“Poetry has a greater capacity than prose to express the complexities of life.” True or False?
If you happen to like poetry, this is one of those sentences that seems intuitively accurate, amiright? Especially if “prose” means academic polemic, comments on YouTube (though calling those prose is arguably a stretch), news, conventional history, textbooks, most blog posts, etc.
Unfortunately, the sentence kind of unravels when you pull on one thread: What can’t prose express? You can see, I think, that if the quoted statement is true, the only possible answer can be a poem. It certainly can’t be prose. That’s amusing and a little bit freaky because it means that critics can praise poetry for its superiority of expression all they like, but they can never in seriousness (which here means prose) tell us what the content of that complexity is. If the quoted statement is true, all of literary criticism faces what has been called “the problem of paraphrase.” (Paraphrase, being a form of translation, can never exactly reproduce the thing being paraphrased. What did Shelley say about translating poetry? Something about violets and crucibles. They don’t mix well.)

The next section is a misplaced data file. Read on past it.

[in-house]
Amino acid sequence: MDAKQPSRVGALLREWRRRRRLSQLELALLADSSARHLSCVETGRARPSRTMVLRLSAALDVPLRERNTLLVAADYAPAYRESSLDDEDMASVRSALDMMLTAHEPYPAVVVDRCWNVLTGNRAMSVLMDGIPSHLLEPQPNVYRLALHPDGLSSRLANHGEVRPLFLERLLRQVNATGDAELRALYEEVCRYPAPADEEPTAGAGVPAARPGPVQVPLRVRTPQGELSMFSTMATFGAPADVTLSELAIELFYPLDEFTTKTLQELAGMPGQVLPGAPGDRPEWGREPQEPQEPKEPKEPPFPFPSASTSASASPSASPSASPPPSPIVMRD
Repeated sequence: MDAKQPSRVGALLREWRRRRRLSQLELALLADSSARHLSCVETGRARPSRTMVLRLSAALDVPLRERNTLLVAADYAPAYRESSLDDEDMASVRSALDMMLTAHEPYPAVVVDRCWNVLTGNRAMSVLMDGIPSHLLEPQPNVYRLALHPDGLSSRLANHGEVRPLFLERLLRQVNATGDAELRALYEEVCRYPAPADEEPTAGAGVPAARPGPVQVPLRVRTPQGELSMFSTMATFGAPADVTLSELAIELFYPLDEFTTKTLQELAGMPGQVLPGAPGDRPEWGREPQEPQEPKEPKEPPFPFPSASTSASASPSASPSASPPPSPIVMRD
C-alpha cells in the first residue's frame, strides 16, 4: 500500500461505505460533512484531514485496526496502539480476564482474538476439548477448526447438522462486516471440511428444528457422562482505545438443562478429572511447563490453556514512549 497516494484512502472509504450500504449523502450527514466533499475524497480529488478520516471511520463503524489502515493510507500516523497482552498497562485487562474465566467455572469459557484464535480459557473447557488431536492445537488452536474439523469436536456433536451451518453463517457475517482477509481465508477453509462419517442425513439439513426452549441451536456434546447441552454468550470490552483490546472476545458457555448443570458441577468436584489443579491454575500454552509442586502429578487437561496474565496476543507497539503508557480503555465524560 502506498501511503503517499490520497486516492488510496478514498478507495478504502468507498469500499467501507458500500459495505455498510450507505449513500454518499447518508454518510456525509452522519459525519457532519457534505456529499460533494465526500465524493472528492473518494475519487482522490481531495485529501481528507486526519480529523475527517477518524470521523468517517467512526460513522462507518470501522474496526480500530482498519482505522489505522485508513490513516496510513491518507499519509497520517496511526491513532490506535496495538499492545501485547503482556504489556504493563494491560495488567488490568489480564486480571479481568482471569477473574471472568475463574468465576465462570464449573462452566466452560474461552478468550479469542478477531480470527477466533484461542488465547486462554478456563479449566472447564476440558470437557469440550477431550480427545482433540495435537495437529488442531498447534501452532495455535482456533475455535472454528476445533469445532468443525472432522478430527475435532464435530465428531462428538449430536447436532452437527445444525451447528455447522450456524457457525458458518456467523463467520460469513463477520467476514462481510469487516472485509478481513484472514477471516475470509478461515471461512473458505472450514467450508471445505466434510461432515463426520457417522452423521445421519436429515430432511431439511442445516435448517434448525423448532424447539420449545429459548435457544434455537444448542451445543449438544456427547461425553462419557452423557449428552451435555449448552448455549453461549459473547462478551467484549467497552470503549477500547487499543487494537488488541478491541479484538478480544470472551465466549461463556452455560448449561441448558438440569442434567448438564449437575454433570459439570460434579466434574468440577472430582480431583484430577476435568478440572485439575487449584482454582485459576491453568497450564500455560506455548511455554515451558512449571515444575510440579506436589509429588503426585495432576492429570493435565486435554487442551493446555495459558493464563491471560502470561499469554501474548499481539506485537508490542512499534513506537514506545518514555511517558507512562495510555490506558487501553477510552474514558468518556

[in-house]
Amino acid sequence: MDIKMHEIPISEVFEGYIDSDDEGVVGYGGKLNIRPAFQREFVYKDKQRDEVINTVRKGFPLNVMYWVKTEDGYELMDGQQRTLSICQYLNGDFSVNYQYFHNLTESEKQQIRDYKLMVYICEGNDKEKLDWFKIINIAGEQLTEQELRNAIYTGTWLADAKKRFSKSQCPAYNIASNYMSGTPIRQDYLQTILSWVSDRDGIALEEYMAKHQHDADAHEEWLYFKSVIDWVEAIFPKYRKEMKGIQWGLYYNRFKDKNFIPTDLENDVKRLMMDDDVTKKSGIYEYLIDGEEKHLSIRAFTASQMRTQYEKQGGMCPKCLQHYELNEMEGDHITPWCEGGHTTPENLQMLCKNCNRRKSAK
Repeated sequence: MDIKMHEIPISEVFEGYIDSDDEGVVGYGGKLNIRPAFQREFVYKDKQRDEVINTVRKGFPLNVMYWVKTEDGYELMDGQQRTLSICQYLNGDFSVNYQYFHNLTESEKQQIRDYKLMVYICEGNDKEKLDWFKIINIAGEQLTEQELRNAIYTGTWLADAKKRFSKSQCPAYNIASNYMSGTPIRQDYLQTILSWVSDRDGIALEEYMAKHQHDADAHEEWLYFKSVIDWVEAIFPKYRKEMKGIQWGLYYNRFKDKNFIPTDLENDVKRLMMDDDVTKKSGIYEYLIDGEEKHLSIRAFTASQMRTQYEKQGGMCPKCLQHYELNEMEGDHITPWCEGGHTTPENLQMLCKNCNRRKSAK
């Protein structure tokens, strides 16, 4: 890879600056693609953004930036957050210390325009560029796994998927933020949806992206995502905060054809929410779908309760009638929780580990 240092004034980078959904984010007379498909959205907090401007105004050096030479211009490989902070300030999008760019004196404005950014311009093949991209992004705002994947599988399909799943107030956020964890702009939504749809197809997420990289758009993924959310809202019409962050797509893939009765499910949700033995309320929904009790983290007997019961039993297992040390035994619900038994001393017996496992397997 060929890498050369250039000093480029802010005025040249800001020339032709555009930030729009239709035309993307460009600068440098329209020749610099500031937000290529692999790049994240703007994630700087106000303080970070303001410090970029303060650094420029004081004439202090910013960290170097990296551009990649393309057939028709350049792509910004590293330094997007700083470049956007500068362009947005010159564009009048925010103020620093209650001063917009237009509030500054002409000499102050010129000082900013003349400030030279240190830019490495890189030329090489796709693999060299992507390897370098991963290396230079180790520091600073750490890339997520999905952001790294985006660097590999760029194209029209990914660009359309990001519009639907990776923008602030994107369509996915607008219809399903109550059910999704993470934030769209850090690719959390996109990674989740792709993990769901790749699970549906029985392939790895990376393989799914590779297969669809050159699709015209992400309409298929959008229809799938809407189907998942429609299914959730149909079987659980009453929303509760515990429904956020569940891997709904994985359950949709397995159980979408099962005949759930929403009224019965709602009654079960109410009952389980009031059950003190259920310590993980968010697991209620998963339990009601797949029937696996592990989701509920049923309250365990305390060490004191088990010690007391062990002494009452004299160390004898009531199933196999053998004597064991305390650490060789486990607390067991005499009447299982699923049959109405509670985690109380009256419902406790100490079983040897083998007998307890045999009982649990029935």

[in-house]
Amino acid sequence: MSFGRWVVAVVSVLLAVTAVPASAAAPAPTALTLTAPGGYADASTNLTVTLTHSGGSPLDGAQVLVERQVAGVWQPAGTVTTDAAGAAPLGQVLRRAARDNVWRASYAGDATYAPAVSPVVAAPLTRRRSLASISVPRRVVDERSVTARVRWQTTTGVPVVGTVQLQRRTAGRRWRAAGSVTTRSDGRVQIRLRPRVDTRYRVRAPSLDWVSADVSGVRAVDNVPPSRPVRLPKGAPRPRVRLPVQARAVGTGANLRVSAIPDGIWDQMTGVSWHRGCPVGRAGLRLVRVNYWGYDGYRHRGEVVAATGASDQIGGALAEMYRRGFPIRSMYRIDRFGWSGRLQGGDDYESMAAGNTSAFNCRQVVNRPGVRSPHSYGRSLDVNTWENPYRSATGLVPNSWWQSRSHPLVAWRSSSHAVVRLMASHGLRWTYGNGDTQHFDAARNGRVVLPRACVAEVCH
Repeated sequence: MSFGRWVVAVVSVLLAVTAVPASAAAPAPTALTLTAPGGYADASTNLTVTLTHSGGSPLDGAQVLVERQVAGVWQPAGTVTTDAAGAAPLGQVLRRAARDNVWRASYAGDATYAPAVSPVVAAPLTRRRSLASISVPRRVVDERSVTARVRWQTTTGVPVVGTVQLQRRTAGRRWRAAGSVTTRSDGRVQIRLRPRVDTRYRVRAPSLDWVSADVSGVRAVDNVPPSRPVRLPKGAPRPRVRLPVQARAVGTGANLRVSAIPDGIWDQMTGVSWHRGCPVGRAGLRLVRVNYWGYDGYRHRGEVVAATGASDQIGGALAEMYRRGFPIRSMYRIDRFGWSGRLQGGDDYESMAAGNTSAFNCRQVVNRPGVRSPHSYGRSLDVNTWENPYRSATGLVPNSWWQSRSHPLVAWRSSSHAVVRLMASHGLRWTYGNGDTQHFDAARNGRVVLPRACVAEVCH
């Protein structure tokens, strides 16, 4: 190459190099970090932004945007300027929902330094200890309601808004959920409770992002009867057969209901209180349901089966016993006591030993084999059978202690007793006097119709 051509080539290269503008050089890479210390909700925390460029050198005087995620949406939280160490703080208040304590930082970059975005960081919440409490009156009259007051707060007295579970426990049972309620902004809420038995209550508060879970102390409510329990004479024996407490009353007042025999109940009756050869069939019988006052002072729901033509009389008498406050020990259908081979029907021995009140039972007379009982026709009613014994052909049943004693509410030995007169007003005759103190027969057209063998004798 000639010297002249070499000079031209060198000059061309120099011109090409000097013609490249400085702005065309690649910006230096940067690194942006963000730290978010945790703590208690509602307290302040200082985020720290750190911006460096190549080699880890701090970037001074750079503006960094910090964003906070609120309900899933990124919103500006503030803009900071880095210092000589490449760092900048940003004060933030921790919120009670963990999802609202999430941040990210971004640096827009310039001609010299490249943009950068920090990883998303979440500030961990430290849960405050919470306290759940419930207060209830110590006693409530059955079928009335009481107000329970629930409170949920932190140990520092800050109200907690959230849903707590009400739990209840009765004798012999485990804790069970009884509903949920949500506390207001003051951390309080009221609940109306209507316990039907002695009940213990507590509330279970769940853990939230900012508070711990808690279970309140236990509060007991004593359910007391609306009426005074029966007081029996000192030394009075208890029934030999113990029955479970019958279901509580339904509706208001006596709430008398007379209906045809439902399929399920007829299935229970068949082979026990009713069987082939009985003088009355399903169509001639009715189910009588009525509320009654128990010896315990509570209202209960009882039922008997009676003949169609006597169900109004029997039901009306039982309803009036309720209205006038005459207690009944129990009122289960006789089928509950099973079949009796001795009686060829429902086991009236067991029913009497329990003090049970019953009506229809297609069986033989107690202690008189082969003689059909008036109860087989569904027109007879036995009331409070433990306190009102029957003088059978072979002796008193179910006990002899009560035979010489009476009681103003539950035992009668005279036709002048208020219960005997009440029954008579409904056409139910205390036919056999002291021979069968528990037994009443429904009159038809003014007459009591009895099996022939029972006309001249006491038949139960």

But of course lots of people still do literary criticism, officially and unofficially, so either people are okay with perpetual failure or we don’t really think that poetry has a greater capacity than prose to express the complexities of life. I think the latter possibility is the most likely.